1. Critical Visibility

One of the most common and criticised characteristics of CEOs, it seems, is to ‘disappear’ when there are significant problems, issues or challenges for their business.

When the going gets tough, many CEOs go into hiding.

Yet these are precisely the times when CEO contact and dialogue is most critical and most valuable.

Challenges and Crises are the ultimate test of Vision, Strategy, Transparency, Authenticity and Capability.

These are opportunities to add enormous value to the CEO brand.

The more a CEO hides and avoids contact, the worse the impression of their courage and competence.

And the more they avoid direct dialogue, the more they are missing a valuable opportunity to engage, impress and add long-term personal authority.

  1. Financial Credibility

Many CEOs are more comfortable talking about Vision, Strategy, Management Actions and broad Financial Issues – but are less comfortable leading discussions that drill down into Financial Details.

As a result, they often ‘hide behind the CFO’, leaving responsibility for communication of all financial details to their CFOs.

Analysts, however, have far greater respect for CEOs who are confident debating the numbers, convincing in financial discussions.

This doesn’t mean that they have to lead all finance discussions – of course not.

But they must be happy to lead discussions about the most important financial issues, exhibiting a confident grasp of the most critical details.

  1. Corporate Consistency

It’s critical for Analysts to see the CEO’s Vision and Strategy communicated throughout the Corporation.

The Leadership team must all be aligned, consistently communicating the same principles as their CEO, and presenting Corporate Actions in the context of the Company’s Vision and Strategy.

This obviously applies to direct Analyst Communication, throughout Earnings Calls, AGMs, Conferences and Investor Websites – but also throughout all internal and external messaging.

Analysts have witnessed several occasions where the CEOs Vision and Strategy is not reflected in further Management Dialogue or Corporate Communications.

The result is simple and profound:

CEO Authority and Credibility is immediately undermined, and Market Valuation is eroded.

Analyst Engagement Demands CEO Dedication, Not Delegation.

All these principles are obvious and logical.

But it is truly amazing how often Corporate CEOs fail to follow them.

CEOs should manage their Analyst engagement with the same discipline and dedication as they manage their business.

They should not be led by their CFOs. They should not be led by their IROs. They must lead all engagement themselves.

Yet, precisely because it is one of the few parts of their role that they cannot delegate or direct, it is often one of the hardest for them to apply.

At Reputation, we provide personal, confidential counsel to CEOs of listed Corporations, advising them how to Position and Present themselves to their most important Stakeholders.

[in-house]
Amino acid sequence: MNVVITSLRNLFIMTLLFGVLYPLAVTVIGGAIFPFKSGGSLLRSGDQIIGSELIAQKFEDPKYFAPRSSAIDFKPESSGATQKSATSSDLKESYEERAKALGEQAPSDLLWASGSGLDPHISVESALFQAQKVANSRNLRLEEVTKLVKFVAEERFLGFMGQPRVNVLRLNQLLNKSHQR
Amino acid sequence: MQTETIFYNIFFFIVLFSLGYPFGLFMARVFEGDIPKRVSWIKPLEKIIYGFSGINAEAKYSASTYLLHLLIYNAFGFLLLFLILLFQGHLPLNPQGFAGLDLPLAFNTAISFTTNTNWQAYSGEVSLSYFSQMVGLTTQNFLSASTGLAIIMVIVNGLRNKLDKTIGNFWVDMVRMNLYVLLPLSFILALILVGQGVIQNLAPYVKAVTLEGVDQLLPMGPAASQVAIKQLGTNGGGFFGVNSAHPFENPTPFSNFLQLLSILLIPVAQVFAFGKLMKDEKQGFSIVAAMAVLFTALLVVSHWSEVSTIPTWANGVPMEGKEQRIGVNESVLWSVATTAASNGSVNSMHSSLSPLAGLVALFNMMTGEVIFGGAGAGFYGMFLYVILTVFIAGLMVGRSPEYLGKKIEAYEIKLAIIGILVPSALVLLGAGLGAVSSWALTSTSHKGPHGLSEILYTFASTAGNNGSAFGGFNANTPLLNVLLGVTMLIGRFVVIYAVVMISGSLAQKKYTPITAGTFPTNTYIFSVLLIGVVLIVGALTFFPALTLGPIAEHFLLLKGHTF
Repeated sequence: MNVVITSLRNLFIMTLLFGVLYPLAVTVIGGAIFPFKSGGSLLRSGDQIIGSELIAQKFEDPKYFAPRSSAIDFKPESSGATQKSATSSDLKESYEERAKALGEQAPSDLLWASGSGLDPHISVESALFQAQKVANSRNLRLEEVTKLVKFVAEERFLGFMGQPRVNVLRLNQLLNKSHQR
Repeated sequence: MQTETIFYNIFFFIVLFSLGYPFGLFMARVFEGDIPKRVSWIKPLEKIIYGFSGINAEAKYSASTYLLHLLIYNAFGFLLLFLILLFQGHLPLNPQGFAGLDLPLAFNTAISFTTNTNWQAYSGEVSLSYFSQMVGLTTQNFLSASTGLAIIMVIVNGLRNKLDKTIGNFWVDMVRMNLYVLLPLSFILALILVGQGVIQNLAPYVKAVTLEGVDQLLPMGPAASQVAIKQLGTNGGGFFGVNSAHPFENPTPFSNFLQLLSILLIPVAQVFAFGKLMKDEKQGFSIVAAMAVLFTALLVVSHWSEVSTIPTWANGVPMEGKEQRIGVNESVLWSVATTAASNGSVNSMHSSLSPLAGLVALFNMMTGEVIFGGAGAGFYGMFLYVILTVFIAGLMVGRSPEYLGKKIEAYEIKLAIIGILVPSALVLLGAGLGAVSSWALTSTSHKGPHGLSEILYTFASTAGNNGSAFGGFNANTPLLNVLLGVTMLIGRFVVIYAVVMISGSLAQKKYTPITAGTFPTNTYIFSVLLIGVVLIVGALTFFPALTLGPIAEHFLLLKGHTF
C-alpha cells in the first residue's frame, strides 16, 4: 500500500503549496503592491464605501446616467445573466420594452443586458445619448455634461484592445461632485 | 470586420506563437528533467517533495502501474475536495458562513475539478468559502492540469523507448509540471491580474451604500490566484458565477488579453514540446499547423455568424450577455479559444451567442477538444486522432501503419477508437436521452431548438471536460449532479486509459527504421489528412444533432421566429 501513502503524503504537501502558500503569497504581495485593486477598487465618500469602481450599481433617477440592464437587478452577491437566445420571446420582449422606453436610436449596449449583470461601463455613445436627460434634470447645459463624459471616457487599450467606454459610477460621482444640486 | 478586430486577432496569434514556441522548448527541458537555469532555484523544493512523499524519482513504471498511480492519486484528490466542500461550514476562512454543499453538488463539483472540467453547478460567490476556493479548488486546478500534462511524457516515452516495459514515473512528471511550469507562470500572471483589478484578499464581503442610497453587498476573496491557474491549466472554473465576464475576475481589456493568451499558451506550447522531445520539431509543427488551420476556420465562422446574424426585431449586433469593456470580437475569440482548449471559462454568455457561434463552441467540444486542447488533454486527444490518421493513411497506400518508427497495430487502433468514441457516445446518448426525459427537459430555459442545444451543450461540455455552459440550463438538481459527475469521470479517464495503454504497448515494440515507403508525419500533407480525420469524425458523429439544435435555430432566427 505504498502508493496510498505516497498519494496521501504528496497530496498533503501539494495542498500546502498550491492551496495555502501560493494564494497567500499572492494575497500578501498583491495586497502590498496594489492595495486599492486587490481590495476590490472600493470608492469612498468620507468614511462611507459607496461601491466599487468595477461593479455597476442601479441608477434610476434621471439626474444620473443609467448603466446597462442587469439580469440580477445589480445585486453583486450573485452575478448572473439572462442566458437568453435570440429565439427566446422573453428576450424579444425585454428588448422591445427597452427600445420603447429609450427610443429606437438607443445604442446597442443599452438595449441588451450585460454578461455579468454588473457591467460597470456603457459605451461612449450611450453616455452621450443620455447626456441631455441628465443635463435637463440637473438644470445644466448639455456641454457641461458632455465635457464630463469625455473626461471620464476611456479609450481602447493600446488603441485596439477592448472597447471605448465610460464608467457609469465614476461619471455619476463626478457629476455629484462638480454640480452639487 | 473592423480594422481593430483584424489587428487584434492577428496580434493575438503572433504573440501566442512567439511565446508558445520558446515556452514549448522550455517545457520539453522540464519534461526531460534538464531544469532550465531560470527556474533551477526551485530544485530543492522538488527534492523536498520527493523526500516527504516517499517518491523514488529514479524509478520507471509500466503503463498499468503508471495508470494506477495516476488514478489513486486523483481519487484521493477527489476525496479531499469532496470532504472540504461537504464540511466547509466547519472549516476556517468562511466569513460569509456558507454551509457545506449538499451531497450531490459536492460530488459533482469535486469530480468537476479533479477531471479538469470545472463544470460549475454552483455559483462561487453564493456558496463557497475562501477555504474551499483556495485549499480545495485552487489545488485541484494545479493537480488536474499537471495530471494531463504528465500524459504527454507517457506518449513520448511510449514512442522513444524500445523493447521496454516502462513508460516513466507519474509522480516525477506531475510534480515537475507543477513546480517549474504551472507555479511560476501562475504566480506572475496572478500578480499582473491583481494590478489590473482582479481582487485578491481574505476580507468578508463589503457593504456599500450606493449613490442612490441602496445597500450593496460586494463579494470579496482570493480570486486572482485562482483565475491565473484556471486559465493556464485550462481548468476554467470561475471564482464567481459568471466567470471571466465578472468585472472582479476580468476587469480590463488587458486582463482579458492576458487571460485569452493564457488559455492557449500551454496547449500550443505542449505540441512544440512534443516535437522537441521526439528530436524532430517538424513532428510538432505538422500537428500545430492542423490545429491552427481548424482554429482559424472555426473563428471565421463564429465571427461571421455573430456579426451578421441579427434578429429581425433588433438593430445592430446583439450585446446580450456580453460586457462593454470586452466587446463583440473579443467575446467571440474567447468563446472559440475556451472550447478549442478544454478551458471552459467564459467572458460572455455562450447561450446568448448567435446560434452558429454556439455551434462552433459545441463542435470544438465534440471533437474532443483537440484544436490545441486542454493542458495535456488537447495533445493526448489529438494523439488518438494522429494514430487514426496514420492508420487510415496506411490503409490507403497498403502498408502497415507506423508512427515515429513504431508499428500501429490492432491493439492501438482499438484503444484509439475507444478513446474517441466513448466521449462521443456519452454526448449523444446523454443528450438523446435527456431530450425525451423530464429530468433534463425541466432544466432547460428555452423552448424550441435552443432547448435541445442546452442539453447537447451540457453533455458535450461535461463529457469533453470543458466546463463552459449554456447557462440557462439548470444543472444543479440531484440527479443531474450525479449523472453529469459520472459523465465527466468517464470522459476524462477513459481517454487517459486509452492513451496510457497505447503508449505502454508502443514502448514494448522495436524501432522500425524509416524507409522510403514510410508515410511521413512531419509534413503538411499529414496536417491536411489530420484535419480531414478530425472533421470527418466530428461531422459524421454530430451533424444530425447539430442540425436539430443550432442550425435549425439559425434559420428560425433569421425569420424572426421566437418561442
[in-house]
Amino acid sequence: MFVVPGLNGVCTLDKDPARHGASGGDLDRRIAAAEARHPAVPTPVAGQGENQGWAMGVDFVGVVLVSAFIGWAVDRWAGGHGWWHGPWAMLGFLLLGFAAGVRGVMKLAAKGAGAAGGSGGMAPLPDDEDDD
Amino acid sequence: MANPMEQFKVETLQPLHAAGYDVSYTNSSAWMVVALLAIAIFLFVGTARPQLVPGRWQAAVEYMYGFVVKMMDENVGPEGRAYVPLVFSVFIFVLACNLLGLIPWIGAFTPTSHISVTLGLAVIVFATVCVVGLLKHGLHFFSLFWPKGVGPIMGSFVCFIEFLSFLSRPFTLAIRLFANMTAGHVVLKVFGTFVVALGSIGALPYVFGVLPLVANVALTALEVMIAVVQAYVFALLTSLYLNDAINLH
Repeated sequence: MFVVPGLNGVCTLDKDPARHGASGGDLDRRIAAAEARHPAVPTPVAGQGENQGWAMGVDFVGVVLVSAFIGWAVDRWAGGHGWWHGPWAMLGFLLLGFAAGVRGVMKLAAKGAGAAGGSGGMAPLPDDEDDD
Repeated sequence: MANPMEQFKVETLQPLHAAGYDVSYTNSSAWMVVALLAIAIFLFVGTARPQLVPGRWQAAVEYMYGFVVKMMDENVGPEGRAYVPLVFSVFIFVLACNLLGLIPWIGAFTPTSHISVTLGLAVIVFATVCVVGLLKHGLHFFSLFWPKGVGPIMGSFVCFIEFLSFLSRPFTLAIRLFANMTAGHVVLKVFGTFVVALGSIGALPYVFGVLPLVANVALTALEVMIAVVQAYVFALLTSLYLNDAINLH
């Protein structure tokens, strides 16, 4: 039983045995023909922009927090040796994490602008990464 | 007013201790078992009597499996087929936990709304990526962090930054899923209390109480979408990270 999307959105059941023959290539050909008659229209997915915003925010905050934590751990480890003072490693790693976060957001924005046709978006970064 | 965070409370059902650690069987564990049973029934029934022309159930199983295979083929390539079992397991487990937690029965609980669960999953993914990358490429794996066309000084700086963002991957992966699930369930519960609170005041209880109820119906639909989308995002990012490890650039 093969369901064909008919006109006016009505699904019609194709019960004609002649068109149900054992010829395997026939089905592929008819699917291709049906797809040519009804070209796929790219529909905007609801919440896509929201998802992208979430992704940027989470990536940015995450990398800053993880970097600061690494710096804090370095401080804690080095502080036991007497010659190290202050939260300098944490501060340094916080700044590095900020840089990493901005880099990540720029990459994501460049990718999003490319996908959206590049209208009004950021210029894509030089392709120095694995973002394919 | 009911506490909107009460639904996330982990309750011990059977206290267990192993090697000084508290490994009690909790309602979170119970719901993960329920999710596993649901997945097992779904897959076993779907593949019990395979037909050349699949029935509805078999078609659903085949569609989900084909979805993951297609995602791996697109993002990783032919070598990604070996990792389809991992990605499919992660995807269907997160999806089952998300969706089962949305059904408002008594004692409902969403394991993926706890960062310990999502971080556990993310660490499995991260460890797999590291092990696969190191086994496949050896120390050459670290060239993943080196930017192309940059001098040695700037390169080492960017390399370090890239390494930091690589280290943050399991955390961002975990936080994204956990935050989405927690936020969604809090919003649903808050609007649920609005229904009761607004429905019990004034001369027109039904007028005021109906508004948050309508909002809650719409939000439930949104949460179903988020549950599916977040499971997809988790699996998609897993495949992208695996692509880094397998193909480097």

If you are a CEO of a listed Company, and you would like a confidential discussion about how to improve your Investor Engagement, please get in touch with us either via our website or by email to Connect@TheReputationPartnership.com – and we will reply to you by return, in total confidence.

The 2 most critical Investment Drivers – and what they mean for CEOs today.

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What really drives the Investment decisions of Buy-Side Analysts? And how should CEOs manage them?

An extraordinary research study among Chief Financial Officers found that ‘78% would “give up economic value” and 55% would cancel a project with a positive net present value—that is, willingly harm their companies—to meet Wall Street’s targets and fulfill its desire for “smooth” earnings’ according to Harvard Business Review.

This is absurd.

It is even more absurd when you read all the recent research into the Investment Drivers of Buy-Side and Sell-Side Analysts.

One of the most recent was released by the world’s leading research company specialising in the Investment Industry.

Rivel Research’s 2015 Global Study of the Buy-Side’s Investment Process was based on extensive interviews with Buy-Side Analysts around the world.

The research is wide-ranging, but deep inside lie some fundamental findings.

And the most fundamental of all was this:

Short-Term Numbers are not the most important drivers of Buy-Side Investment Decisions.

There are two critical influences that are much, much more influential than the Numbers.

I’ll explain what those two influences are in a moment, but first let me share some other important findings:

Big Business Issues Aren’t Necessarily Big Investment Drivers

Interestingly, the research found that many of the most important principles for Business today aren’t particularly important for Buy-Side Analysts:

  1. CSR/Sustainability isn’t important: CSR/Sustainability is clearly the least important of all the 13 Drivers, way down at the bottom of the list, scoring only 22%
  2. Attractive Dividends don’t matter much: They are equally unimportant, right at the bottom, just above CSR, with 30%.
  3. Innovation isn’t fundamental, with ‘Innovative Products/Services’ scoring only 35%.
  4. Corporate Governance isn’t critical: Corporate Governance may be increasingly important within Business today, Buy-Side Analysts don’t see it that way, with Corporate Governance scoring below 50%.